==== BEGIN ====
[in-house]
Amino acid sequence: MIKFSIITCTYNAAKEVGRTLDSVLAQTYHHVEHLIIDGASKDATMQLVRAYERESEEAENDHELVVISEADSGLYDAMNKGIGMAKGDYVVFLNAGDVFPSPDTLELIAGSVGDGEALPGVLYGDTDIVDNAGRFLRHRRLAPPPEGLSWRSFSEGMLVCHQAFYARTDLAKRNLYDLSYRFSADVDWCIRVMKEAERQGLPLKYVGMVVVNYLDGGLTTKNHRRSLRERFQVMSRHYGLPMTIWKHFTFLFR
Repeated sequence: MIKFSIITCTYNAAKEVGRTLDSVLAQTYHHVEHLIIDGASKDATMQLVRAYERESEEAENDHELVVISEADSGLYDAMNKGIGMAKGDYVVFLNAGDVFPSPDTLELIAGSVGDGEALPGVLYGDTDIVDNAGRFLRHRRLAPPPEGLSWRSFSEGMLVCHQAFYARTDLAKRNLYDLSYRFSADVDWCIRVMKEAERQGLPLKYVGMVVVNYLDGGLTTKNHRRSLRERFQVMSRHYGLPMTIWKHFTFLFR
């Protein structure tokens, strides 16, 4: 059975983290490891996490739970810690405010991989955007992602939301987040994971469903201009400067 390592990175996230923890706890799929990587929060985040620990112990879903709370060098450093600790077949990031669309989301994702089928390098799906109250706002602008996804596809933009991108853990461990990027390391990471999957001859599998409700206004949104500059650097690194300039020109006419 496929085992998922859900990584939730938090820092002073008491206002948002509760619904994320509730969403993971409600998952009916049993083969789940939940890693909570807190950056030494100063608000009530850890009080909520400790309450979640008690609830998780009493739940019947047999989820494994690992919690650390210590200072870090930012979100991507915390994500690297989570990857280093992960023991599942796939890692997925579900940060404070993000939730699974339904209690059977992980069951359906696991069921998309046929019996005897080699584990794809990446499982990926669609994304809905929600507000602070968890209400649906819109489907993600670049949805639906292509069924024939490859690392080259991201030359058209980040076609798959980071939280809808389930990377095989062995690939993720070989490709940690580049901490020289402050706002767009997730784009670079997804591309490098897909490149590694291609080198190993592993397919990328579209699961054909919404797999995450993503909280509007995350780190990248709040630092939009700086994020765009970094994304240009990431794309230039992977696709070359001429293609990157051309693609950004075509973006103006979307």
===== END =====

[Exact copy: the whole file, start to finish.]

[in-house]
Amino acid sequence: MIKFSIITCTYNAAKEVGRTLDSVLAQTYHHVEHLIIDGASKDATMQLVRAYERESEEAENDHELVVISEADSGLYDAMNKGIGMAKGDYVVFLNAGDVFPSPDTLELIAGSVGDGEALPGVLYGDTDIVDNAGRFLRHRRLAPPPEGLSWRSFSEGMLVCHQAFYARTDLAKRNLYDLSYRFSADVDWCIRVMKEAERQGLPLKYVGMVVVNYLDGGLTTKNHRRSLRERFQVMSRHYGLPMTIWKHFTFLFR
Repeated sequence: MIKFSIITCTYNAAKEVGRTLDSVLAQTYHHVEHLIIDGASKDATMQLVRAYERESEEAENDHELVVISEADSGLYDAMNKGIGMAKGDYVVFLNAGDVFPSPDTLELIAGSVGDGEALPGVLYGDTDIVDNAGRFLRHRRLAPPPEGLSWRSFSEGMLVCHQAFYARTDLAKRNLYDLSYRFSADVDWCIRVMKEAERQGLPLKYVGMVVVNYLDGGLTTKNHRRSLRERFQVMSRHYGLPMTIWKHFTFLFR
């Protein structure tokens, strides 16, 4: 059975983290490891996490739970810690405010991989955007992602939301987040994971469903201009400067 390592990175996230923890706890799929990587929060985040620990112990879903709370060098450093600790077949990031669309989301994702089928390098799906109250706002602008996804596809933009991108853990461990990027390391990471999957001859599998409700206004949104500059650097690194300039020109006419 496929085992998922859900990584939730938090820092002073008491206002948002509760619904994320509730969403993971409600998952009916049993083969789940939940890693909570807190950056030494100063608000009530850890009080909520400790309450979640008690609830998780009493739940019947047999989820494994690992919690650390210590200072870090930012979100991507915390994500690297989570990857280093992960023991599942796939890692997925579900940060404070993000939730699974339904209690059977992980069951359906696991069921998309046929019996005897080699584990794809990446499982990926669609994304809905929600507000602070968890209400649906819109489907993600670049949805639906292509069924024939490859690392080259991201030359058209980040076609798959980071939280809808389930990377095989062995690939993720070989490709940690580049901490020289402050706002767009997730784009670079997804591309490098897909490149590694291609080198190993592993397919990328579209699961054909919404797999995450993503909280509007995350780190990248709040630092939009700086994020765009970094994304240009990431794309230039992977696709070359001429293609990157051309693609950004075509973006103006979307």